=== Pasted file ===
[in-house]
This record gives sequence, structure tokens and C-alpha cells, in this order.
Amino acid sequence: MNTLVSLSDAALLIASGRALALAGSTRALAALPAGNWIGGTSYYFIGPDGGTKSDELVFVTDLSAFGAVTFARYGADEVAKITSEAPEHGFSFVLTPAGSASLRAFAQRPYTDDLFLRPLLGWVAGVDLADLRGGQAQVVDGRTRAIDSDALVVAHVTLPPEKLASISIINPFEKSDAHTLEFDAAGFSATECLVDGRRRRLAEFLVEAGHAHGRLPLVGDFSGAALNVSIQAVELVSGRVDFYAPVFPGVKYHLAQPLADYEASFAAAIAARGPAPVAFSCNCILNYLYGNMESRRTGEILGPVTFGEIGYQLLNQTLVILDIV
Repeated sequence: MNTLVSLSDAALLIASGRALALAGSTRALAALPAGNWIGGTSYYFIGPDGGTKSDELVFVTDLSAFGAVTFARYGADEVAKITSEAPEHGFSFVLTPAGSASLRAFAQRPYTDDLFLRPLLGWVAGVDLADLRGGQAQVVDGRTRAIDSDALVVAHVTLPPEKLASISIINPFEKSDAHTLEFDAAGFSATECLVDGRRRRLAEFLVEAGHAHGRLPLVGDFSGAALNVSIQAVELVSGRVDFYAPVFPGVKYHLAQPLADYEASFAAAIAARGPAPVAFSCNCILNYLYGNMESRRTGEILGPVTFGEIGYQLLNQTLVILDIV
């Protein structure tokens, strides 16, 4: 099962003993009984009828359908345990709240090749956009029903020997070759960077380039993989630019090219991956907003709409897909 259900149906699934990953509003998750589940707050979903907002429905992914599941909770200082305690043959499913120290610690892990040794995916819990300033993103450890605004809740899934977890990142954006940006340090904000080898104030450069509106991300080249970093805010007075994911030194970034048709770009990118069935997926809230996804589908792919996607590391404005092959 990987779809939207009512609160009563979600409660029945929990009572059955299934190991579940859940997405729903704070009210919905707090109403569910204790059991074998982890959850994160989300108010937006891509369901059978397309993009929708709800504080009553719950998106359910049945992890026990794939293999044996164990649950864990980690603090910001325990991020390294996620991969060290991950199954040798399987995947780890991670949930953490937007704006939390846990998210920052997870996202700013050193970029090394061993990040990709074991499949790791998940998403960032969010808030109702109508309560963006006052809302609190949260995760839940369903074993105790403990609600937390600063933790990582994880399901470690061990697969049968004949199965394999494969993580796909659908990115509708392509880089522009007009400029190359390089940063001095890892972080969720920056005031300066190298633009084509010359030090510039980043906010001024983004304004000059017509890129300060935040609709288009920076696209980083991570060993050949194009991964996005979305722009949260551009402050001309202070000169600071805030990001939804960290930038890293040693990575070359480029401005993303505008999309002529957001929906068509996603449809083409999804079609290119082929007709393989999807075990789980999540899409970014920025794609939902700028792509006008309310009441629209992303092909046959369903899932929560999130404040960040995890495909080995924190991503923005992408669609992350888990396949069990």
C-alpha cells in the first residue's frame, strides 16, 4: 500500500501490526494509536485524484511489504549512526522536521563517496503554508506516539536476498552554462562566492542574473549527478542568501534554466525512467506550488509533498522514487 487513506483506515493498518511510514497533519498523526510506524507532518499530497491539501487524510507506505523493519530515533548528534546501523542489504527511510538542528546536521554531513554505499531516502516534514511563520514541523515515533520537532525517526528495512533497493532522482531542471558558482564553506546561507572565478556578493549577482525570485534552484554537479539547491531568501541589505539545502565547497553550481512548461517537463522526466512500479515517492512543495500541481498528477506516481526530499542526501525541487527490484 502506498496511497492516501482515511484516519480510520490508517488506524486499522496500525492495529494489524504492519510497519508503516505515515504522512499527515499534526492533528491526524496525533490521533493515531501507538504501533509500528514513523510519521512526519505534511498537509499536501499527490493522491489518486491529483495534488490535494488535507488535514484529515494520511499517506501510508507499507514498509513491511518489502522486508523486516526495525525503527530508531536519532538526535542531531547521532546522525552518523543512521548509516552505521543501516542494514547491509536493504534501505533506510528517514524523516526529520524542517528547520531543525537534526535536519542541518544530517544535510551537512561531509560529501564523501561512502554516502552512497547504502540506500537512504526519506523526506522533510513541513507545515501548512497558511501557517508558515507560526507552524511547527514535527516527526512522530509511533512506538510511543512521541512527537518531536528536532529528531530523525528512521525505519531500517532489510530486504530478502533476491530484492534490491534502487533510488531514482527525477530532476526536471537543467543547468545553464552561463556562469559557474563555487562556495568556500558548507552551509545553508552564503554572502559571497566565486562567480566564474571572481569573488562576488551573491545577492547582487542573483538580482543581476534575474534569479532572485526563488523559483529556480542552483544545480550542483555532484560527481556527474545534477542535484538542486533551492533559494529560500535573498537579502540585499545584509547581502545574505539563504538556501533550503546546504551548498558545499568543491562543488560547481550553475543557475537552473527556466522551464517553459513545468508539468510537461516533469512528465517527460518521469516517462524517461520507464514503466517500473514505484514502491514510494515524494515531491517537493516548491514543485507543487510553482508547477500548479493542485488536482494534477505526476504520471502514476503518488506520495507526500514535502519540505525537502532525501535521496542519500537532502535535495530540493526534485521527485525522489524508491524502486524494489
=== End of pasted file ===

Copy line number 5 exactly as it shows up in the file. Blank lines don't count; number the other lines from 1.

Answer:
């Protein structure tokens, strides 16, 4: 099962003993009984009828359908345990709240090749956009029903020997070759960077380039993989630019090219991956907003709409897909 259900149906699934990953509003998750589940707050979903907002429905992914599941909770200082305690043959499913120290610690892990040794995916819990300033993103450890605004809740899934977890990142954006940006340090904000080898104030450069509106991300080249970093805010007075994911030194970034048709770009990118069935997926809230996804589908792919996607590391404005092959 990987779809939207009512609160009563979600409660029945929990009572059955299934190991579940859940997405729903704070009210919905707090109403569910204790059991074998982890959850994160989300108010937006891509369901059978397309993009929708709800504080009553719950998106359910049945992890026990794939293999044996164990649950864990980690603090910001325990991020390294996620991969060290991950199954040798399987995947780890991670949930953490937007704006939390846990998210920052997870996202700013050193970029090394061993990040990709074991499949790791998940998403960032969010808030109702109508309560963006006052809302609190949260995760839940369903074993105790403990609600937390600063933790990582994880399901470690061990697969049968004949199965394999494969993580796909659908990115509708392509880089522009007009400029190359390089940063001095890892972080969720920056005031300066190298633009084509010359030090510039980043906010001024983004304004000059017509890129300060935040609709288009920076696209980083991570060993050949194009991964996005979305722009949260551009402050001309202070000169600071805030990001939804960290930038890293040693990575070359480029401005993303505008999309002529957001929906068509996603449809083409999804079609290119082929007709393989999807075990789980999540899409970014920025794609939902700028792509006008309310009441629209992303092909046959369903899932929560999130404040960040995890495909080995924190991503923005992408669609992350888990396949069990």